The audience loved that the presenters and settings were relatable (they showed “real people” and “real family homes”), and that they depicted kids actually doing the activities. They said that the videos were clear, and the activities were easy to do.
A pleasing number had also picked up on the fact that the activities were less about imparting factual information but were instead aiming to depict a more questioning approach, that it was asking the questions that was the most important thing. Perhaps the most encouraging stat was that 60% of parents had already done the activity with their kids or students, and of the rest, only one person said that they weren’t planning on it.
However, the less good news was that the audience appeared to be very much from within a particular science “bubble” – they were very science savvy. Not a single respondent said they were “not at all confident” discussing science with their kids or students, over 70% said they were “very confident” or “quite confident” doing so (compare this with the results from the Phase 2 recruitment survey where only a little over 30% from a more general audience were “very confident” or “quite confident” and about 20% were “not at all confident”).
Respondents were asked about their level of science studied, and over 55% had a degree or post-graduate qualification in science (again the phase 2 recruitment survey would show that less than 20% had a degree in science, over 50% not going beyond GCSE science). So, as suspected, there were clear indications that the current/existing ExpeRimental audience was somewhat unusual, and that there could be a huge untapped audience of less science-confident parents out there. Which leads us to the next phase of research.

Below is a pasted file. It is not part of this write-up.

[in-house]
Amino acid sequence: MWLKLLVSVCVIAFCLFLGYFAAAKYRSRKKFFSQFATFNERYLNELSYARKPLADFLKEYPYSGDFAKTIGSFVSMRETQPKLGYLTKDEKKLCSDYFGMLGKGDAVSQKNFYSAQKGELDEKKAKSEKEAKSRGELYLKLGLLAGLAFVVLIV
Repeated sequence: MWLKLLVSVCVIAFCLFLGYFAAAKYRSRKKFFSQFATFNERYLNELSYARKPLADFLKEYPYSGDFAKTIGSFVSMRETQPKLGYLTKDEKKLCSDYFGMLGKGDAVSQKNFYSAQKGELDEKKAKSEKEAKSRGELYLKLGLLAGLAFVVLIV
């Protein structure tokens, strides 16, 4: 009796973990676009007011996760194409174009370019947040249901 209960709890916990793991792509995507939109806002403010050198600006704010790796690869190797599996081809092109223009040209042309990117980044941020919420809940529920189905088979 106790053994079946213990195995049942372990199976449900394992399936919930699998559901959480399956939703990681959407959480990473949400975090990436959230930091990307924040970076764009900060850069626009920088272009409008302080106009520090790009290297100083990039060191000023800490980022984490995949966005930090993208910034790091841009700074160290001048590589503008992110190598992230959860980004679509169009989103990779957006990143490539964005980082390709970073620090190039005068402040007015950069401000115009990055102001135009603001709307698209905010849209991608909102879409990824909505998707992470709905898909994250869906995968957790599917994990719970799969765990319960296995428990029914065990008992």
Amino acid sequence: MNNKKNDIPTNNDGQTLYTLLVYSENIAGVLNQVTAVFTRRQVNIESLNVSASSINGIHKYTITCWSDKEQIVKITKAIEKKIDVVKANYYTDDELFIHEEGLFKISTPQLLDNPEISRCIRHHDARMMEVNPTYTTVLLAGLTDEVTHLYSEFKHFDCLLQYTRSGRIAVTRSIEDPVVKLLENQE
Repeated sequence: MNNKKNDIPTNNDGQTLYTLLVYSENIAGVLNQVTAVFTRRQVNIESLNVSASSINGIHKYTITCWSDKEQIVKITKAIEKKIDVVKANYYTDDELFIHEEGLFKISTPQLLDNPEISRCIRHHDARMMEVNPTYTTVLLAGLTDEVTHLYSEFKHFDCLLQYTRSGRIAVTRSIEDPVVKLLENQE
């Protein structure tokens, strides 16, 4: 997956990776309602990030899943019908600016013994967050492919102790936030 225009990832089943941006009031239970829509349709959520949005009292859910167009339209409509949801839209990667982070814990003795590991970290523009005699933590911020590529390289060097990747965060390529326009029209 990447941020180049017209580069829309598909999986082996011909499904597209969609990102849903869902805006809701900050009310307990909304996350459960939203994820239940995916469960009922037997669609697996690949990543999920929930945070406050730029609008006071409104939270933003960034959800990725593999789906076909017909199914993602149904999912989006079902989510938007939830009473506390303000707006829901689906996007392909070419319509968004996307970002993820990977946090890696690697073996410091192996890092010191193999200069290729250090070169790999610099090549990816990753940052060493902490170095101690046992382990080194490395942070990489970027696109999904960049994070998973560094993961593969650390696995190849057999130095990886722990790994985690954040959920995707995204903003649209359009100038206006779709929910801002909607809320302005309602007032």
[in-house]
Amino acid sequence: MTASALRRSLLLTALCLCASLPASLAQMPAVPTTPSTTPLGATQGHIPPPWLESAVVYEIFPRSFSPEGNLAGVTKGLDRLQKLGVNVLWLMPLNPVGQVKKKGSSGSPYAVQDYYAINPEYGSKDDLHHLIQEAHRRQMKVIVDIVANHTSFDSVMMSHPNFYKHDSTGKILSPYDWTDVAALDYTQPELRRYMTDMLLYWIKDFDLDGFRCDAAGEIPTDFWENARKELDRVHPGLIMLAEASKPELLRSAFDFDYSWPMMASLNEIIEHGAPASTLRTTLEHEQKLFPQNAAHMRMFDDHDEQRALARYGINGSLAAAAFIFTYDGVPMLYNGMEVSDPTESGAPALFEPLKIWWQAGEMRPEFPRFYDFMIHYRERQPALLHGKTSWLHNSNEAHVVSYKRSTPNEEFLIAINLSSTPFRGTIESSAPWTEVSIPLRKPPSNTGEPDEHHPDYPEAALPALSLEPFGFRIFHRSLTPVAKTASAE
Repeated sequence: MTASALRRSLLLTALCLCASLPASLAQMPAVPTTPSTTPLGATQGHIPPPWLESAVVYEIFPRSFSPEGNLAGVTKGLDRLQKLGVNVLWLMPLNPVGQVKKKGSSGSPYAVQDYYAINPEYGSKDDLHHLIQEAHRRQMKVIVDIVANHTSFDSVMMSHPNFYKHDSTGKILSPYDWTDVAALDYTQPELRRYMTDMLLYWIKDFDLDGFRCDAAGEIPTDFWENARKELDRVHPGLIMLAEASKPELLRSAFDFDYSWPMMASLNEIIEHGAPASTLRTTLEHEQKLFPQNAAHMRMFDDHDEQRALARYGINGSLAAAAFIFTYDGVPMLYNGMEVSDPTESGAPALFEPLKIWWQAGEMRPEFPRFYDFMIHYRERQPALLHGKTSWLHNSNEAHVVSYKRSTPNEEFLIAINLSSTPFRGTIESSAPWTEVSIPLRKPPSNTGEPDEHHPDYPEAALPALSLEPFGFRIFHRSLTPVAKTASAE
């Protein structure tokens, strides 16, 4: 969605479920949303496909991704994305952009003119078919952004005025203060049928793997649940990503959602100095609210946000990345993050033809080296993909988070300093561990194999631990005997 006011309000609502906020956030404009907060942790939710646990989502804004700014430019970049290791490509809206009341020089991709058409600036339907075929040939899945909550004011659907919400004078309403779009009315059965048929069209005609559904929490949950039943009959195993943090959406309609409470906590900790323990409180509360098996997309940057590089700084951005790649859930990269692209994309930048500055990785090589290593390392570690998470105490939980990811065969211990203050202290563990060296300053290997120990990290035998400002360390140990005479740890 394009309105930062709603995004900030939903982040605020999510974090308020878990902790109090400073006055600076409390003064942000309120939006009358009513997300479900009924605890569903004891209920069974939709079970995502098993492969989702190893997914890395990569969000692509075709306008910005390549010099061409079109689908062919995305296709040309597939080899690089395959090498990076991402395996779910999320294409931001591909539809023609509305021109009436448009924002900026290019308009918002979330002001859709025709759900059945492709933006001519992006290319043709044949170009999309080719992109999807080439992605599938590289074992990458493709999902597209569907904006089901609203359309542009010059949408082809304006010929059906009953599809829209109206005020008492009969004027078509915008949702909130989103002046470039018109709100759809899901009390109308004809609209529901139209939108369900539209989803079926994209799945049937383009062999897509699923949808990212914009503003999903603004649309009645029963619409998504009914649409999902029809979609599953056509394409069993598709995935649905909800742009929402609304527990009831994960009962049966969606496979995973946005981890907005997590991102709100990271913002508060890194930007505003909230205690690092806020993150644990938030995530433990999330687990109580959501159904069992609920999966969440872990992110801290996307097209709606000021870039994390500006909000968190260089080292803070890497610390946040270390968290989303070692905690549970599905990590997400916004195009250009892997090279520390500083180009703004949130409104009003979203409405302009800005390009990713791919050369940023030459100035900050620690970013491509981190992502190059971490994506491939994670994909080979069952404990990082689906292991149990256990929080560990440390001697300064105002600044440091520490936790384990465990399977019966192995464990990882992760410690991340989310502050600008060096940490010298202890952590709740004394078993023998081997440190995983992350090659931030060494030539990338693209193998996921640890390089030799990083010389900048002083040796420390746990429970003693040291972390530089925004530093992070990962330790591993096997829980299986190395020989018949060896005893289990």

The next question was clear: how does the Ri reach this audience? Their promotional plan so far had included use of social media, distribution via third parties such as AOL, national media coverage including TV appearances such as a slot on Channel 4’s Sunday Brunch and a piece on ITV London news, a Huffington Post blog series, hospital newsletters, promotion via Brownie groups and parenting blogs, and collaborations with organisations such as a link to British Science Week via the British Science Association and training sessions for play-workers via London Play. Whilst this had resulted in some strong numbers for a few of the videos, it apparently was still preaching to the converted, for the most part.
Looking at the analytics, discovery type varied between videos, some on well-known subjects (making playdoh, or bubbles) were being found by search on YouTube and others were mostly being found via YouTube recommendations or subscriptions. One or two had seen a lot of traffic from online articles such as on the Huffington Post and BuzzFeed. On the website people were arriving via various searches along the lines of “fun activities for kids” or “science for preschoolers” (most science related queries appearing to be school related, including “ks2” or “kindergarten”).